Religiously affiliated schools scored a major legal victory last week when a judge dismissed a lawsuit brought by current and former students who are challenging federal LGBTQ rights policies and defended the faith-based exemptions at the center of the case.
The students, who are connected to a range of religious institutions, including BYU, had argued that schools should lose access to federal education funds if they violate LGBTQ nondiscrimination protections. As it stands, faith-based schools are able to receive exemptions under Title IX that protect them when their religious beliefs come into conflict with the policy’s nondiscrimination requirements.
In her ruling, Judge Ann Aiken, a federal district court judge in Oregon, expressed sympathy for students who feel mistreated on religious campuses, but said that Title IX’s religious exemptions were not crafted with the intent to harm the LGBTQ community.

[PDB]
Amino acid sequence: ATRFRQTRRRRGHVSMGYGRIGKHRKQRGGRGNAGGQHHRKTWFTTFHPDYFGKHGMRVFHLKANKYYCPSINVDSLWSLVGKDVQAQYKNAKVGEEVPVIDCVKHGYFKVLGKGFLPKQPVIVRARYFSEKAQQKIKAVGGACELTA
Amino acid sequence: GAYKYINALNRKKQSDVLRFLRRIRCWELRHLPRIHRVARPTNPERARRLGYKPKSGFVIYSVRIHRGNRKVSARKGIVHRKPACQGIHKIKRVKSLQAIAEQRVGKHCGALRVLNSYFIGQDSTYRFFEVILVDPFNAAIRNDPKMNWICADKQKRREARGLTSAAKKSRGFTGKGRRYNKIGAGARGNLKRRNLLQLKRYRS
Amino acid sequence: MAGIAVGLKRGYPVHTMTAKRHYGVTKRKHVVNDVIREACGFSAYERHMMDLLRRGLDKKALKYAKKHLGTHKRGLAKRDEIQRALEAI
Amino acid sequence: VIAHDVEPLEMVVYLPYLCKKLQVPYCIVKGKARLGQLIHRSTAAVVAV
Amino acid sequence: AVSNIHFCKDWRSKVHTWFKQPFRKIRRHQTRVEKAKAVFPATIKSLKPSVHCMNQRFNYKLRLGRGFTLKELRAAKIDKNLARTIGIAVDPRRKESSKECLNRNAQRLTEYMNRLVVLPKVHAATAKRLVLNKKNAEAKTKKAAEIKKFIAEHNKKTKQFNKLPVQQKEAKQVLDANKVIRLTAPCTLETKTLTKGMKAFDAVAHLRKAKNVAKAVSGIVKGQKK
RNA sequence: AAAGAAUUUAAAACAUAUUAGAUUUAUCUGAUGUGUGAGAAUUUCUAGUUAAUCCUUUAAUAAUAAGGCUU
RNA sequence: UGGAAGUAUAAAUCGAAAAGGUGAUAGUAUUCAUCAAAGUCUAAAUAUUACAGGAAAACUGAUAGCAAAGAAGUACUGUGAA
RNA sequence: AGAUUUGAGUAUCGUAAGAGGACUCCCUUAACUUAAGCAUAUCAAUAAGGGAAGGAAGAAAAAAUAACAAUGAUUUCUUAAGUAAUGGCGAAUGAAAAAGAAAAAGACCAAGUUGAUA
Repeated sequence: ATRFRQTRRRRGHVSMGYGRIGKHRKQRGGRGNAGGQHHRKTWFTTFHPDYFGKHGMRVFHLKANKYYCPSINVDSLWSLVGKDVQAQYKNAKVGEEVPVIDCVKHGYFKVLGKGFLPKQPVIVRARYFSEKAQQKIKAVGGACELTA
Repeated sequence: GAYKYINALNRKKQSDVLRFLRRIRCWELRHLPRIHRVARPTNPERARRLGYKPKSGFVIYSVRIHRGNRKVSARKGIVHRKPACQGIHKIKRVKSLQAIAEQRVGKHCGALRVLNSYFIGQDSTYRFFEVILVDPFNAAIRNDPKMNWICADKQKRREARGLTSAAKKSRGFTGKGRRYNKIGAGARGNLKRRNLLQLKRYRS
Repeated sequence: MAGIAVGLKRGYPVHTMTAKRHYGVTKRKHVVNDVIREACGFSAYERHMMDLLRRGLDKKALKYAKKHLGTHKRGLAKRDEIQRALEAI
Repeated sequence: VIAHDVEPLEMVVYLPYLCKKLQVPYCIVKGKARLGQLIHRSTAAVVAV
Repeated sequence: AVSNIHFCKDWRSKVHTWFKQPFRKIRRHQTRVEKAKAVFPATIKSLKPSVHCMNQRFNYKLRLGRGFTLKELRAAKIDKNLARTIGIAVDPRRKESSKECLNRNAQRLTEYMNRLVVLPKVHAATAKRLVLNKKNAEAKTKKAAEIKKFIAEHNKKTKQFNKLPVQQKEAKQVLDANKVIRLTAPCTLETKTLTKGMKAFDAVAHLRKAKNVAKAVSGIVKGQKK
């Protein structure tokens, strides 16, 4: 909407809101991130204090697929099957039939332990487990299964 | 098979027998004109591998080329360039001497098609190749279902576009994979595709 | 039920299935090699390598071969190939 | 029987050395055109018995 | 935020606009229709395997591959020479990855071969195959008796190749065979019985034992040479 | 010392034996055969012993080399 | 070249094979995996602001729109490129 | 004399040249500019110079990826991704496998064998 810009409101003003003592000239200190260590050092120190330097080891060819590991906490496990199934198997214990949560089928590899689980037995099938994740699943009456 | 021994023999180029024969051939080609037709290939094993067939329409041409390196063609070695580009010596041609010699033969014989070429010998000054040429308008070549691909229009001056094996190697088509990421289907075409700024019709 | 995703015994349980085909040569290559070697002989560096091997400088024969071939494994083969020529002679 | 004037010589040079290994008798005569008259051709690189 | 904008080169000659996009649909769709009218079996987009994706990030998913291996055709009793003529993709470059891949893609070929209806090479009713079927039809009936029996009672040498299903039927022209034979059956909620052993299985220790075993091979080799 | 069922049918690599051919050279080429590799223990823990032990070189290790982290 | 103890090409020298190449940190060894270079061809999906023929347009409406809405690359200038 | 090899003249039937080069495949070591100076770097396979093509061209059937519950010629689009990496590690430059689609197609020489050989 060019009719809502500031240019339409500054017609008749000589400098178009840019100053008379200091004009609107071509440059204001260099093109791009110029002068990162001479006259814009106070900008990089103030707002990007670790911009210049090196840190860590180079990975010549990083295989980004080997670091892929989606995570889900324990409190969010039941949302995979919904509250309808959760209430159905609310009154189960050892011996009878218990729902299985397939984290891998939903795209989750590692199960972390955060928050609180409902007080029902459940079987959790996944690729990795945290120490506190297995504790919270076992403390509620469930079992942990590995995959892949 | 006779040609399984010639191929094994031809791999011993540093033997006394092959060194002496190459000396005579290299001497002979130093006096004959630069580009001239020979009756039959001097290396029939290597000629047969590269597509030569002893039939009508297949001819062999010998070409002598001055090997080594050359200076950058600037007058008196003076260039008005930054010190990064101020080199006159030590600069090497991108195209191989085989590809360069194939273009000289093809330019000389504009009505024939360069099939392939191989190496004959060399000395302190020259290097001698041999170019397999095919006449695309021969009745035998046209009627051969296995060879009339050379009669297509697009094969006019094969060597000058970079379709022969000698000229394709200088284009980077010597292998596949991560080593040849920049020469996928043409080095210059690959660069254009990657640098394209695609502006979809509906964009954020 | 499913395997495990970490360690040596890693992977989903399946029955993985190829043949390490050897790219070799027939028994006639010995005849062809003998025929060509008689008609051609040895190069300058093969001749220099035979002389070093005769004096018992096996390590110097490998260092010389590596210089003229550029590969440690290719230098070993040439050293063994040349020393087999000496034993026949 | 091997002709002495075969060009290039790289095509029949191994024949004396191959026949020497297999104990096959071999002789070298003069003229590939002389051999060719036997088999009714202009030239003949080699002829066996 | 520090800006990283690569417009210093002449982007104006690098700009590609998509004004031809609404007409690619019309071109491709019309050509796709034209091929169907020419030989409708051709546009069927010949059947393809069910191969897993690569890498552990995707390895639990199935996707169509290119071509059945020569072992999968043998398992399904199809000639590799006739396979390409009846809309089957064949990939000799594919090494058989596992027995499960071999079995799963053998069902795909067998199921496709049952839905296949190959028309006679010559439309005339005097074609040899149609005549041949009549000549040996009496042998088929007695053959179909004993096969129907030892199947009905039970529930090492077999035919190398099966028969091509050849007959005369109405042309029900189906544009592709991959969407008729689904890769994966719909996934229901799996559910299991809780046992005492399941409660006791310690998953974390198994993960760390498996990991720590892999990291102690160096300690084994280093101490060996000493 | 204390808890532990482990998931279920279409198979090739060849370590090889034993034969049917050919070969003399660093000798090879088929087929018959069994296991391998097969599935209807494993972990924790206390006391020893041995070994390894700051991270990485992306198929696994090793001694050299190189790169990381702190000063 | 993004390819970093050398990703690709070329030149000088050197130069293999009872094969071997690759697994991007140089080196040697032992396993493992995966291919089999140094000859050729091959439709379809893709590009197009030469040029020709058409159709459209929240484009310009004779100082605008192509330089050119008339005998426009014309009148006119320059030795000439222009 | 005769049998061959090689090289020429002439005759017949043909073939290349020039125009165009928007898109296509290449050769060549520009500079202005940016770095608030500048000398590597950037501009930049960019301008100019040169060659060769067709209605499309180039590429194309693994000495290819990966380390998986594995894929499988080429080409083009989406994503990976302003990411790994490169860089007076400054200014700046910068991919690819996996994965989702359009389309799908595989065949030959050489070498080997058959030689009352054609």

Aiken “cited previous federal court rulings that religious exemptions are constitutional and rejected the idea that such exemptions are motivated by an intent to discriminate,” Religion News Service reported.
The ruling represents a big win for the Department of Education and the religious schools that had joined the lawsuit to defend their LGBTQ rights policies.
“Judge Aiken’s decision based on strong legal precedent reaffirms the constitutional rights of our institutions to live out their deeply and sincerely held religious beliefs, both in policy and in practice,” said Shirley Hoogstra, president of the Council for Christian Colleges & Universities, in a statement to Christianity Today.
In her own statement, Elizabeth Hunter, one of the 44 students who brought the lawsuit, argued that federal education policy needs to change.
“We deserve better, our country deserves better and history deserves better. The silence and erasure of LGBTQ+ students should not be a precedent,” she said in a statement to Religion News Service.
Hunter and the other students are reportedly still considering their options and could choose to appeal Aiken’s ruling. They may also decide to file separate lawsuits against their current or former schools, said Nick Miller, an attorney who represents the Council for Christian Colleges & Universities, in an interview with Christianity Today.
“We view this as the victory of a battle — an important one — but the overall conflict will continue,” he said.